At Reforming Arts we believe that improvisational techniques build trust, allows for a safe space for storytelling, inspires creativity, and provides a place to build community. Furthermore, we’ve observed that co-learner facilitated liberal arts classes creates empowered critical and creative thinkers.
We believe in and rely heavily on Paulo Freire's theories of Pedagogy of the Oppressed, Augusto Boal's Theatre of the Oppressed and David Diamond's Theatre for Living.
Higher Education in Prison
Whitworth Women’s Facility and Pulaski State Prison
Our College in Prison program uses theatre-infused liberal arts curriculum to deliver college classes through a partnership with Georgia State University.
The program uses applied theatre techniques to foster creative-critical thinking. We believe it promotes self-actualization, connection, community, compassion, and consciousness-raising, all of which are essential components of the type of space and experience we are invested in creating.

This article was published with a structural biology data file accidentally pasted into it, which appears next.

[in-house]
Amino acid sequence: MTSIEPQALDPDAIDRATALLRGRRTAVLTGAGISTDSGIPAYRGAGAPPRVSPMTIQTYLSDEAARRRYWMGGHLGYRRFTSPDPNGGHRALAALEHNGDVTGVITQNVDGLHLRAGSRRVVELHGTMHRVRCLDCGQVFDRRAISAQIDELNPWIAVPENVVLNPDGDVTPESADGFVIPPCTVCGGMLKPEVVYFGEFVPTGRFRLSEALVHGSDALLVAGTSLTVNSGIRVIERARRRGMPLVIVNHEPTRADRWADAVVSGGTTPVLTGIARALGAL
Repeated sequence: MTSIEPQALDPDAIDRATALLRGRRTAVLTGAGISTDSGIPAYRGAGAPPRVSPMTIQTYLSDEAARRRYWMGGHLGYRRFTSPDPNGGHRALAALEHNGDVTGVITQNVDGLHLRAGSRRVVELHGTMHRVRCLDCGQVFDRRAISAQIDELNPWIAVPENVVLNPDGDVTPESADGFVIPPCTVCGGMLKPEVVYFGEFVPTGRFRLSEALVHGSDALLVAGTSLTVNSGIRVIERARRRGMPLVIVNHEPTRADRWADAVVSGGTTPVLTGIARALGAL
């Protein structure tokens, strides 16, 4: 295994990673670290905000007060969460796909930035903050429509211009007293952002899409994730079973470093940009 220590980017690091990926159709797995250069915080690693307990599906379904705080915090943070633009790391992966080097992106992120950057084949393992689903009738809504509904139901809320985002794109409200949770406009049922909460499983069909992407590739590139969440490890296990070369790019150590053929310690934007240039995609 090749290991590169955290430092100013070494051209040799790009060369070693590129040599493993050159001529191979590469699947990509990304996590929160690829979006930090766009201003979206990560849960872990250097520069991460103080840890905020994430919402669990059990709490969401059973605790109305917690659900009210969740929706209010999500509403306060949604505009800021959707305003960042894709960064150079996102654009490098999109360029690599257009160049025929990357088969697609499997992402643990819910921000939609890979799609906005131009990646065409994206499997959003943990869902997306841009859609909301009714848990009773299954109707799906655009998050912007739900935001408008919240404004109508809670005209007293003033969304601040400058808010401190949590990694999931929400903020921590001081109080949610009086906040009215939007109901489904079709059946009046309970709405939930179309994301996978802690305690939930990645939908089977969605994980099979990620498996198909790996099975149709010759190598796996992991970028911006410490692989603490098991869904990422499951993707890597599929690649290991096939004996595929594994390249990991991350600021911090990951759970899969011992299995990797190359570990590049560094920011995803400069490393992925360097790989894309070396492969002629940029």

Our current certificate program in theatre-infused liberal arts takes two years to accomplish and requires students to complete 47 credit hours.
Theatre Reentry Project
Based in Metro Atlanta
The Theatre Reentry Project creates, presents staged readings of, and tours original plays about the experiences of reentering citizens. Participants are individuals who were formerly enrolled in Reforming Arts' higher education program during their incarceration as well as other individuals who were formerly incarcerated in women's prisons in Georgia.
Participants work with Reforming Arts to create original plays that explore the struggles and complexities of reentry and the systemic problems surrounding mass incarceration in the United States.